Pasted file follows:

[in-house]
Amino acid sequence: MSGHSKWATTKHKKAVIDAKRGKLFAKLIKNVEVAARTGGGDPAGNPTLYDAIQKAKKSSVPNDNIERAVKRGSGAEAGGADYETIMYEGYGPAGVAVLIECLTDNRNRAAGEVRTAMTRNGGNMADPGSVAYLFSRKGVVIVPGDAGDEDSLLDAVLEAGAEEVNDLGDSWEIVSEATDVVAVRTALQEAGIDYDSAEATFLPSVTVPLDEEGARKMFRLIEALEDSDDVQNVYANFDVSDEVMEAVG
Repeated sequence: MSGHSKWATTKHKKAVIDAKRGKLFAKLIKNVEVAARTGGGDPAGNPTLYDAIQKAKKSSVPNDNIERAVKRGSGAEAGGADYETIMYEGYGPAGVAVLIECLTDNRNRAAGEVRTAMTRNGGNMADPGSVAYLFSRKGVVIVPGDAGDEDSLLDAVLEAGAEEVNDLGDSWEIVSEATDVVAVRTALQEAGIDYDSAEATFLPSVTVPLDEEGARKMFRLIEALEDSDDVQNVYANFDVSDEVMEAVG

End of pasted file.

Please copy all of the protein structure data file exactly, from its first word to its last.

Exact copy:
[in-house]
Amino acid sequence: MSGHSKWATTKHKKAVIDAKRGKLFAKLIKNVEVAARTGGGDPAGNPTLYDAIQKAKKSSVPNDNIERAVKRGSGAEAGGADYETIMYEGYGPAGVAVLIECLTDNRNRAAGEVRTAMTRNGGNMADPGSVAYLFSRKGVVIVPGDAGDEDSLLDAVLEAGAEEVNDLGDSWEIVSEATDVVAVRTALQEAGIDYDSAEATFLPSVTVPLDEEGARKMFRLIEALEDSDDVQNVYANFDVSDEVMEAVG
Repeated sequence: MSGHSKWATTKHKKAVIDAKRGKLFAKLIKNVEVAARTGGGDPAGNPTLYDAIQKAKKSSVPNDNIERAVKRGSGAEAGGADYETIMYEGYGPAGVAVLIECLTDNRNRAAGEVRTAMTRNGGNMADPGSVAYLFSRKGVVIVPGDAGDEDSLLDAVLEAGAEEVNDLGDSWEIVSEATDVVAVRTALQEAGIDYDSAEATFLPSVTVPLDEEGARKMFRLIEALEDSDDVQNVYANFDVSDEVMEAVG